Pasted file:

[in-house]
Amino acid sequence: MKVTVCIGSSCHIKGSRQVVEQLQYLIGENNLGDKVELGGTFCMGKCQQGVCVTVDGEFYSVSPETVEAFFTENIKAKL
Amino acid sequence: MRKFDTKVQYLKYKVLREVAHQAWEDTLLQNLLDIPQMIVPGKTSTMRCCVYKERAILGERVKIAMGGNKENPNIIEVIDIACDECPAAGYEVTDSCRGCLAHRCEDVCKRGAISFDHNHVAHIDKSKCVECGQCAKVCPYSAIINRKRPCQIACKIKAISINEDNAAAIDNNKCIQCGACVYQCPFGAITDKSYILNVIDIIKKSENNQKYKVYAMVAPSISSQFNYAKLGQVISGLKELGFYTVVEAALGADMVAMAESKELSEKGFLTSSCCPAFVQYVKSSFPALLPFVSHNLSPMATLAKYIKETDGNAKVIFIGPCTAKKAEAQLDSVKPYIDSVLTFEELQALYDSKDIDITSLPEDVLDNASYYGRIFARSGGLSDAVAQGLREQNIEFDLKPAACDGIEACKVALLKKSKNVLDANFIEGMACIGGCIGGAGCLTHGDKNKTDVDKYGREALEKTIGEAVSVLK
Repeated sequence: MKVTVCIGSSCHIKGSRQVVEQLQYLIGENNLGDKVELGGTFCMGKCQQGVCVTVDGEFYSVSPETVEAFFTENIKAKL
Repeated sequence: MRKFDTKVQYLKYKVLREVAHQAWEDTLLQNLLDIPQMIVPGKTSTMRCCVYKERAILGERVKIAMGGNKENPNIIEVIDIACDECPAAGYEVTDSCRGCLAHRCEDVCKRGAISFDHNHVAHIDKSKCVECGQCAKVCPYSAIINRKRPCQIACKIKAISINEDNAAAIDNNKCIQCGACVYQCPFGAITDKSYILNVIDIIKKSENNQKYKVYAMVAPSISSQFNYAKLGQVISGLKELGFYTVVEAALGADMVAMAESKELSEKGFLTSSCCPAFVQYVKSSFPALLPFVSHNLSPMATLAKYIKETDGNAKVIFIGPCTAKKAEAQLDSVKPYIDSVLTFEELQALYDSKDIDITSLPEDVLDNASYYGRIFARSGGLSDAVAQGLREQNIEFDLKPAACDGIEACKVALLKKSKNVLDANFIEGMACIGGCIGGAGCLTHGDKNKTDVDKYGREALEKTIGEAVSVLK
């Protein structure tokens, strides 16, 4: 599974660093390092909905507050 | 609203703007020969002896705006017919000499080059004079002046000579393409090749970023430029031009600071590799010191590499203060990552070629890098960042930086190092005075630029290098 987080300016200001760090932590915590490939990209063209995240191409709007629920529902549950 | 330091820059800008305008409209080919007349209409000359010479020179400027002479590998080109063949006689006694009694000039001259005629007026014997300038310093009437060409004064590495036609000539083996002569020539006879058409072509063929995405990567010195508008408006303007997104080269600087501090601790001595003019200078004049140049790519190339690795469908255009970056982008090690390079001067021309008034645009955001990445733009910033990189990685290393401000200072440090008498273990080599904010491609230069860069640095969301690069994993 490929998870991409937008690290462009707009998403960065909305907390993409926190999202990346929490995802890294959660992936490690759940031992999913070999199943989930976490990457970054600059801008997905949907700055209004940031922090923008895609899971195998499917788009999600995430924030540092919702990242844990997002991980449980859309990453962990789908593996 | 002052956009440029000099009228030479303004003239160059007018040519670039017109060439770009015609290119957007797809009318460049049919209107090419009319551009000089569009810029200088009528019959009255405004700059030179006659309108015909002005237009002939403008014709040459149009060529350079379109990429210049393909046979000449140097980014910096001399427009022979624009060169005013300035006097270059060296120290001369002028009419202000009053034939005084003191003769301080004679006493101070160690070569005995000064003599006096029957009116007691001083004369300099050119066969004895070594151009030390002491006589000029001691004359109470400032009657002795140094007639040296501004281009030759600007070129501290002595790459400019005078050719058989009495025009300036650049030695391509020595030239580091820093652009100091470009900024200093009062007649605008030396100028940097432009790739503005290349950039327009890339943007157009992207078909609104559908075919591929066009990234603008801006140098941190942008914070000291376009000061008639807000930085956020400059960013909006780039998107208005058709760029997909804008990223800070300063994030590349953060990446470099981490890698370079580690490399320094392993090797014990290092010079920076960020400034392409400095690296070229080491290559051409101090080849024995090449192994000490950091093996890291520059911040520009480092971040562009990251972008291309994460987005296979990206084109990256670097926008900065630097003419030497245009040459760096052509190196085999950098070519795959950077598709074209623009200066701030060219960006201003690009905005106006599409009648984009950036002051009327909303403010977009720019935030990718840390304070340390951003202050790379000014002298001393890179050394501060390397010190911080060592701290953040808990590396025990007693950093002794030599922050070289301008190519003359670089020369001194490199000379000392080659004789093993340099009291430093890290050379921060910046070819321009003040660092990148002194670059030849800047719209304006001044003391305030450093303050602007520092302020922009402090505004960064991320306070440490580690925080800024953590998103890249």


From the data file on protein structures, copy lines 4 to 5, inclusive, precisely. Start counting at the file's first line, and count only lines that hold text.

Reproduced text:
Repeated sequence: MKVTVCIGSSCHIKGSRQVVEQLQYLIGENNLGDKVELGGTFCMGKCQQGVCVTVDGEFYSVSPETVEAFFTENIKAKL
Repeated sequence: MRKFDTKVQYLKYKVLREVAHQAWEDTLLQNLLDIPQMIVPGKTSTMRCCVYKERAILGERVKIAMGGNKENPNIIEVIDIACDECPAAGYEVTDSCRGCLAHRCEDVCKRGAISFDHNHVAHIDKSKCVECGQCAKVCPYSAIINRKRPCQIACKIKAISINEDNAAAIDNNKCIQCGACVYQCPFGAITDKSYILNVIDIIKKSENNQKYKVYAMVAPSISSQFNYAKLGQVISGLKELGFYTVVEAALGADMVAMAESKELSEKGFLTSSCCPAFVQYVKSSFPALLPFVSHNLSPMATLAKYIKETDGNAKVIFIGPCTAKKAEAQLDSVKPYIDSVLTFEELQALYDSKDIDITSLPEDVLDNASYYGRIFARSGGLSDAVAQGLREQNIEFDLKPAACDGIEACKVALLKKSKNVLDANFIEGMACIGGCIGGAGCLTHGDKNKTDVDKYGREALEKTIGEAVSVLK